Challenges are inevitable in the business world. But for Generation X business owners in today's world, certain challenges stand out a little more than others:
While Millennials are in the beginnings of their careers excited and fueled by the novelty of it all, and Baby Boomers are reaping the rewards of retirement, Generation Xers are somewhat caught in the middle. Some Generation X Business Owners may have businesses that are mostly stable or are chronically under-performing, but may lack the motivation to switch gears, lulled by the comfort of familiar habits and feeling bound by the environment and their multiple responsibilities.
However, people can learn, grow, and change at any age or stage. Instead of envying the energy of youth or yearning for a distant retirement, Gen Xers can take advantage of their current opportunities to evolve themselves and their businesses.
Navigating Changing Platforms
The technological revolution has revolutionized everything, including the way people buy and sell and learn and live. New platforms, apps, and models have changed the very nature of how people do business. Successful entrepreneurs often travel the world in their hoodies, using far-reaching social media platforms and their knowledge of technology and programming to reach out and sell directly to their target audience.
Needless to say, it's a very different way of doing business than what business owners were used to previously. Instead of despairing, however, Gen Xers have the opportunity to take advantage of the volatility of new communication and business standards to reinvent themselves and their companies. Opportunities, after all, are not only for the young--they are for anyone ready and willing to seize them.
While it is almost always helpful to retain loyal customers, a healthy business in today's economy must not place all its eggs into one basket. In today's increasingly globalized and connected world, the key to making sure your business survives and thrives is to diversify your client base.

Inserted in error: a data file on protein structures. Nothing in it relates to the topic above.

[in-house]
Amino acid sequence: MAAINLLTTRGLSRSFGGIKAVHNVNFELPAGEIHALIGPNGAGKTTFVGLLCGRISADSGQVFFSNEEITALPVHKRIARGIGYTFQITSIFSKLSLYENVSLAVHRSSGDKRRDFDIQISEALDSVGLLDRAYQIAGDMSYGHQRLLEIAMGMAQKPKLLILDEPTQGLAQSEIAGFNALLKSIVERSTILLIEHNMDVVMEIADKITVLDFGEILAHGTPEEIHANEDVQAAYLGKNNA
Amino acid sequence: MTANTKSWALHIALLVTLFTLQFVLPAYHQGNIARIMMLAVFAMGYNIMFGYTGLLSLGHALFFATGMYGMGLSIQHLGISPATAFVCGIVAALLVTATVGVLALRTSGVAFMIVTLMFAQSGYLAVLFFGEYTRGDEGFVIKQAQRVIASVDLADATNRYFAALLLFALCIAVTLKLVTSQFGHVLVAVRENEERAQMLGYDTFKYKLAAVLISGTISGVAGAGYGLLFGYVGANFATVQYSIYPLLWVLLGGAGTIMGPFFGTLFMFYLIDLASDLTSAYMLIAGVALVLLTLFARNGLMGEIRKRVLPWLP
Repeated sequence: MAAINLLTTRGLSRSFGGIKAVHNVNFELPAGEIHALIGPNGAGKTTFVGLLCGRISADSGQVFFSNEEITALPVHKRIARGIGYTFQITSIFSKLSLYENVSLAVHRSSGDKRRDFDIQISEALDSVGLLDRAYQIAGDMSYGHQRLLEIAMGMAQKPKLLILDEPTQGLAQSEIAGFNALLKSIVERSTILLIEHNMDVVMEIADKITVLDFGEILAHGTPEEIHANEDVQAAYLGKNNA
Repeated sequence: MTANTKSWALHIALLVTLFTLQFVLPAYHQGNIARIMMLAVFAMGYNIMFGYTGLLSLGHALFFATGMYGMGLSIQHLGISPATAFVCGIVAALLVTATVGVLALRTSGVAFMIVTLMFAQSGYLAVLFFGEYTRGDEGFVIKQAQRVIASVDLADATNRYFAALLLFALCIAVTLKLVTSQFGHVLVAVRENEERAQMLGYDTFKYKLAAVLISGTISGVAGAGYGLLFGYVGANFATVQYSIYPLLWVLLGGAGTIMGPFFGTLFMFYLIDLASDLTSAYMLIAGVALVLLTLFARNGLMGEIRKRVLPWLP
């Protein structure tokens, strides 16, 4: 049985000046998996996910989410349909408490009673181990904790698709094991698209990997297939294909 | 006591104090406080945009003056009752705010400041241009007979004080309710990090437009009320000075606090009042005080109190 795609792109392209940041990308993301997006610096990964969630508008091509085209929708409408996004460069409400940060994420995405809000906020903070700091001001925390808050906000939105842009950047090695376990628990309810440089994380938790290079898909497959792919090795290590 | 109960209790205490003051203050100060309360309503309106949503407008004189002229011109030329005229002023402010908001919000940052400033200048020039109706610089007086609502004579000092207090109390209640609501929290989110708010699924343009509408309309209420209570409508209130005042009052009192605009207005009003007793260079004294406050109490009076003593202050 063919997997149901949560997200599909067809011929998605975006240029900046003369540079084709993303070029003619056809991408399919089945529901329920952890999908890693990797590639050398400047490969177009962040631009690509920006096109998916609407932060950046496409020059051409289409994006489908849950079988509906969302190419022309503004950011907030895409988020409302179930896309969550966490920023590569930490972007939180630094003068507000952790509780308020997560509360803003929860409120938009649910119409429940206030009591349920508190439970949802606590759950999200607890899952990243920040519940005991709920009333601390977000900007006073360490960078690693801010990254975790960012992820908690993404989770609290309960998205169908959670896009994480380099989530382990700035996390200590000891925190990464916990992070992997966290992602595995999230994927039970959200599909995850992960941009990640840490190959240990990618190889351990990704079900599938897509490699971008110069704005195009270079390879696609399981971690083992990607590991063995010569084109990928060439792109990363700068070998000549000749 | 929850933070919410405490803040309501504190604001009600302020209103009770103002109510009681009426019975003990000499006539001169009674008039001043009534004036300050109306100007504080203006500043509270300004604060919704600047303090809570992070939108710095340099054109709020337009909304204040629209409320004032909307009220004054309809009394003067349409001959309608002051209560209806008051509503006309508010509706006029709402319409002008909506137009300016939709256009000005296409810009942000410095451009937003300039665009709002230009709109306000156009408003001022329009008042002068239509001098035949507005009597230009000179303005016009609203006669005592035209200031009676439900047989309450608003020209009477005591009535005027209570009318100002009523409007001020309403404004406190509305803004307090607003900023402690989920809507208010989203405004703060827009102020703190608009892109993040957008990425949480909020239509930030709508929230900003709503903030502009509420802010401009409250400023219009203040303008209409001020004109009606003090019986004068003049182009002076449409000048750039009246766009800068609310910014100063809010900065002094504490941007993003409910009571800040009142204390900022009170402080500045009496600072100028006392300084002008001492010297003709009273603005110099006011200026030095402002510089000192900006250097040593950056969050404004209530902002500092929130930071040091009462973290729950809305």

Diversity can mean a variety of things: reaching out to different age groups, translating your advertising and content into multiple languages, offering variations on your products and services to appeal to more than one cohort, etc. The point is not to generate more than half of your business income from the same group of clients for an extended period of time.
Every business sinks or swims by the quality of its staff. Business owners want loyal, hard working employees who are also innovative and creative. Long-term employees may cost more, but they also offer stability and loyalty and an intrinsic knowledge of how your business works. Newer, younger hires may be more demanding, but they bring fresh perspectives, energy, and creativity to help your business grow and evolve with changing times. The key is to have a good mixture of both--the experienced employees can teach new hires how to thrive within the existing business culture, and the new employees can infuse old hands with fresh motivation and insight.
Hiring itself is also a changing process, with more freelance workers and staffing agencies growing in number and influence. Moreover, different skills are required to address modern market needs. Should you hire an experienced but temporary freelance worker who is highly knowledgeable about his field of expertise but not your particular company? Or should you go with a young graduate with a lot of potential but little experience, whom you will have to change but who may stay and provide value to your company for years to come? All of these questions can prove challenging for Gen X business owners, and depends on your overall vision for the business.
As a business owner, you will always face challenges in an ever-changing business world. But remember that all of your competitors are facing the same challenges. The key is to keep calm and rise up to the challenges as they come. After all, for the right-minded business owner, challenges are merely opportunities in disguise.